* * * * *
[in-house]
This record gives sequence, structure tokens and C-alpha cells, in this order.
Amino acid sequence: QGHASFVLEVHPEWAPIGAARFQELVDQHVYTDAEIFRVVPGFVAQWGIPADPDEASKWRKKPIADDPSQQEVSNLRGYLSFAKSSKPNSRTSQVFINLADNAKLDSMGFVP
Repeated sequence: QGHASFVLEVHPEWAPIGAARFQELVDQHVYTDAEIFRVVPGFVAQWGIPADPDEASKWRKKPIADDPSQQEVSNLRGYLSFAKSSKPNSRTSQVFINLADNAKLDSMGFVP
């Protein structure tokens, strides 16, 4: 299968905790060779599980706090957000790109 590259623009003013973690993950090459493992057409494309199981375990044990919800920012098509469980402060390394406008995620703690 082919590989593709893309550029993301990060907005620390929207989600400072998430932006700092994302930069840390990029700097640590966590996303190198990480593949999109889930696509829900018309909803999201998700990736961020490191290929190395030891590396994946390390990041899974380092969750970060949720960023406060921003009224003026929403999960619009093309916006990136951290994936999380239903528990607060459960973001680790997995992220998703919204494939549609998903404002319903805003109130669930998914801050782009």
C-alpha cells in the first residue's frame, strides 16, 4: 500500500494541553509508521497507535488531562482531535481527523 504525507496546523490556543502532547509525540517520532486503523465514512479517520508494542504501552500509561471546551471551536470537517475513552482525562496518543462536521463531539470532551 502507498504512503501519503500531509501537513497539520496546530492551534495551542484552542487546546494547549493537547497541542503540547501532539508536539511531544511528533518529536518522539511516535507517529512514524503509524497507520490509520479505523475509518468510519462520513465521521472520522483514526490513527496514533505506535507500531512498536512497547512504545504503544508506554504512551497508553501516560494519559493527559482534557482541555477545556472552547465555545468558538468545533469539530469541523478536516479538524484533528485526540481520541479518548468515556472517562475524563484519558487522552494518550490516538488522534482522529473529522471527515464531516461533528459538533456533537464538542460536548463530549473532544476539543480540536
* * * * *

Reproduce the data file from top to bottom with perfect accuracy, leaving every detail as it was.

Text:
[in-house]
This record gives sequence, structure tokens and C-alpha cells, in this order.
Amino acid sequence: QGHASFVLEVHPEWAPIGAARFQELVDQHVYTDAEIFRVVPGFVAQWGIPADPDEASKWRKKPIADDPSQQEVSNLRGYLSFAKSSKPNSRTSQVFINLADNAKLDSMGFVP
Repeated sequence: QGHASFVLEVHPEWAPIGAARFQELVDQHVYTDAEIFRVVPGFVAQWGIPADPDEASKWRKKPIADDPSQQEVSNLRGYLSFAKSSKPNSRTSQVFINLADNAKLDSMGFVP
């Protein structure tokens, strides 16, 4: 299968905790060779599980706090957000790109 590259623009003013973690993950090459493992057409494309199981375990044990919800920012098509469980402060390394406008995620703690 082919590989593709893309550029993301990060907005620390929207989600400072998430932006700092994302930069840390990029700097640590966590996303190198990480593949999109889930696509829900018309909803999201998700990736961020490191290929190395030891590396994946390390990041899974380092969750970060949720960023406060921003009224003026929403999960619009093309916006990136951290994936999380239903528990607060459960973001680790997995992220998703919204494939549609998903404002319903805003109130669930998914801050782009």
C-alpha cells in the first residue's frame, strides 16, 4: 500500500494541553509508521497507535488531562482531535481527523 504525507496546523490556543502532547509525540517520532486503523465514512479517520508494542504501552500509561471546551471551536470537517475513552482525562496518543462536521463531539470532551 502507498504512503501519503500531509501537513497539520496546530492551534495551542484552542487546546494547549493537547497541542503540547501532539508536539511531544511528533518529536518522539511516535507517529512514524503509524497507520490509520479505523475509518468510519462520513465521521472520522483514526490513527496514533505506535507500531512498536512497547512504545504503544508506554504512551497508553501516560494519559493527559482534557482541555477545556472552547465555545468558538468545533469539530469541523478536516479538524484533528485526540481520541479518548468515556472517562475524563484519558487522552494518550490516538488522534482522529473529522471527515464531516461533528459538533456533537464538542460536548463530549473532544476539543480540536